Todd Bennington | Kingdom Exploration Media
The International Energy Agency is overly optimistic about the potential for shale production growth over the next decade, writes Oilprice.com editor James Stafford in an article published on Nov. 16.
Stafford cites a handful of reasons why shale may very well not live up to expectations, first noting the steep decline rates seen with shale as opposed to conventional wells.
“(Shale) drilling is like running on a treadmill—more and more wells need to be drilled just to keep production flat,” Stafford writes. “The extraordinary rate of drilling over the past few years means that the industry not only needs to keep going at that frenzied pace, but it needs to expand its rate of drilling to add more barrels.”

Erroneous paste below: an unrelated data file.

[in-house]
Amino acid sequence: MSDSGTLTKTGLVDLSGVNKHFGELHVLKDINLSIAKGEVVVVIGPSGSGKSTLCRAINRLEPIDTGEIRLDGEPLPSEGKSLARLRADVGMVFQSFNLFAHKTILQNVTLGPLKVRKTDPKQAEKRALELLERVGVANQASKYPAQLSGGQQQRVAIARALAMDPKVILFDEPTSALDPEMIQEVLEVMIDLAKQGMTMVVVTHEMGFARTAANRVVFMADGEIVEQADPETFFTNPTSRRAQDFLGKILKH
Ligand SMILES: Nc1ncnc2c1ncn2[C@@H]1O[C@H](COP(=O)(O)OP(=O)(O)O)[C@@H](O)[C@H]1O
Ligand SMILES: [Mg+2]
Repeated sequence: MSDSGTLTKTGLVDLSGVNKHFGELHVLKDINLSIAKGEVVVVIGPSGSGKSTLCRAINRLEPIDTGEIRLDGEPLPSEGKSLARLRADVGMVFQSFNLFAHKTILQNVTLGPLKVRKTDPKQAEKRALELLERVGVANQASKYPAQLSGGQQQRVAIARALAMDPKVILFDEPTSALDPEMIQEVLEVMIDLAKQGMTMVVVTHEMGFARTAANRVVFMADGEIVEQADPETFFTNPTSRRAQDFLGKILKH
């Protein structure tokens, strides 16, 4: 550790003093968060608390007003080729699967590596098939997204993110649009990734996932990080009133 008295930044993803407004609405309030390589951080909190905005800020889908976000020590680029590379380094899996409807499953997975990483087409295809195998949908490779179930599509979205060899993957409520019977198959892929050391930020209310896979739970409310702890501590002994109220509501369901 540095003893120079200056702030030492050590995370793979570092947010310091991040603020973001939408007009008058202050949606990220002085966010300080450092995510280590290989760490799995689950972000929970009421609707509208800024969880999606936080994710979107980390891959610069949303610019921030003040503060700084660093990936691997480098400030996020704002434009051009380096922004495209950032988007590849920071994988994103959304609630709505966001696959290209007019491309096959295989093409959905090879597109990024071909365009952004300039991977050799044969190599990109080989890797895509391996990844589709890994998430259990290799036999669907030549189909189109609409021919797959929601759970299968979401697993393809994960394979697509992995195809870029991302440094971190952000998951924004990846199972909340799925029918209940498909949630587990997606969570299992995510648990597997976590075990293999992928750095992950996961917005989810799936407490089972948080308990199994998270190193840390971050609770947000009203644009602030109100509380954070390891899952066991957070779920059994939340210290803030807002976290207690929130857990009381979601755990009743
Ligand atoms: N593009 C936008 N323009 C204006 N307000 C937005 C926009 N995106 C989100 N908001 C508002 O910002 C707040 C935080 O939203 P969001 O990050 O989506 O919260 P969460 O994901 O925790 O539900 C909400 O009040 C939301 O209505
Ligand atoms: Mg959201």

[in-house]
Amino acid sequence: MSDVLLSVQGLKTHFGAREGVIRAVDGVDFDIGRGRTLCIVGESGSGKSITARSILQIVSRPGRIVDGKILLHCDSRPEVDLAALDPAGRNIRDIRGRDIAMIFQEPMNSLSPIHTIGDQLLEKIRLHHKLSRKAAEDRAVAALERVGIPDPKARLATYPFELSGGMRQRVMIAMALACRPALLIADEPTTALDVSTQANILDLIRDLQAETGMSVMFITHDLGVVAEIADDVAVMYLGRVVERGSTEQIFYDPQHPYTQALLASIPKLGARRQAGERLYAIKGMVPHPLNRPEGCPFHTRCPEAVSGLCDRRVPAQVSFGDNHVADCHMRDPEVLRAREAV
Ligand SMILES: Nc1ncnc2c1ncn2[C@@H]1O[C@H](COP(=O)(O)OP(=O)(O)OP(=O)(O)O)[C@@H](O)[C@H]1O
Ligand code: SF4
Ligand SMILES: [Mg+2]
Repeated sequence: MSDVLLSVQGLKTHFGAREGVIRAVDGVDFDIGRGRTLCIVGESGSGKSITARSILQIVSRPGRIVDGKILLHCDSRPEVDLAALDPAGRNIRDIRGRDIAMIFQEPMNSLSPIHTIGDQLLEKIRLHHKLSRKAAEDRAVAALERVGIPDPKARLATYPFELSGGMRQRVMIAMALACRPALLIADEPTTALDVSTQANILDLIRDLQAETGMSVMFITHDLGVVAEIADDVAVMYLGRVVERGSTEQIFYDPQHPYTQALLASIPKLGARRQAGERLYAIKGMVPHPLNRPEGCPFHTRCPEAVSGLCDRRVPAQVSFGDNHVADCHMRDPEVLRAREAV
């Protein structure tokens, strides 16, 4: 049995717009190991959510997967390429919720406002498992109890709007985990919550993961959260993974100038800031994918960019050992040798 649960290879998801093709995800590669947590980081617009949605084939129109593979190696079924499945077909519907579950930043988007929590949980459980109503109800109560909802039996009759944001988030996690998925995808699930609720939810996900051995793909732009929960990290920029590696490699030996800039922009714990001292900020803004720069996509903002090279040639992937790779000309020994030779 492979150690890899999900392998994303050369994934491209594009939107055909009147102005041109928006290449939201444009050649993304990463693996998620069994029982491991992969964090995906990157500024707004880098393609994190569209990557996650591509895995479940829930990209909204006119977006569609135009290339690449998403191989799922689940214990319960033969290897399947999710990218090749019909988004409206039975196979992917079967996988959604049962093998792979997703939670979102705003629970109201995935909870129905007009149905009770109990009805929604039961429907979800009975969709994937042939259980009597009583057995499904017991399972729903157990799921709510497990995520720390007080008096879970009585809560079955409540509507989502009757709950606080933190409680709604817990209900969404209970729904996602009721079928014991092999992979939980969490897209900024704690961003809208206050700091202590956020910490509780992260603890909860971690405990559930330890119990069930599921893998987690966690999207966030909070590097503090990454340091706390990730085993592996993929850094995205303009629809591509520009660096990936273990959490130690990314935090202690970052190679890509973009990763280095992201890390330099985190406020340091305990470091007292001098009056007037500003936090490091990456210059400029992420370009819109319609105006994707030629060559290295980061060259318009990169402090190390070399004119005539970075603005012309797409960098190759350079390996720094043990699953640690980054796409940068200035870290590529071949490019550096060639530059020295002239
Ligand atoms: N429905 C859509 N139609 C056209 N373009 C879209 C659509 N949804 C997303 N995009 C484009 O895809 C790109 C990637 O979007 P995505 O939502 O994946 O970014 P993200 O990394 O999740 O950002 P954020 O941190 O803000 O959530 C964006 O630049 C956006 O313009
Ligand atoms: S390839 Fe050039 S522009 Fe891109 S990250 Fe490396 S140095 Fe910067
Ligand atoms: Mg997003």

Other reasons shale may underperform, according to Stafford, include the fact that prime locations are given drilling priority, meaning it will be less desirable spots that will be left to drill as time goes on. Shale is also considerably less profitable than generally thought, regardless of where oil prices are at, Stafford claims, adding that the industry is being largely driven by what he calls “loose credit” and investors with unrealistic expectations.
In further support of his argument, Stafford goes on to cite skepticism on shale expressed by investment firm Morgan Stanley and an apparent trend seen among some petroleum companies to scale back drilling in favor of paying down debt, which will have a further negative effect on production growth.
The full article is available at: https://oilprice.com/Energy/Oil-Prices/The-IEA-Is-Grossly-Overestimating-Shale-Growth.html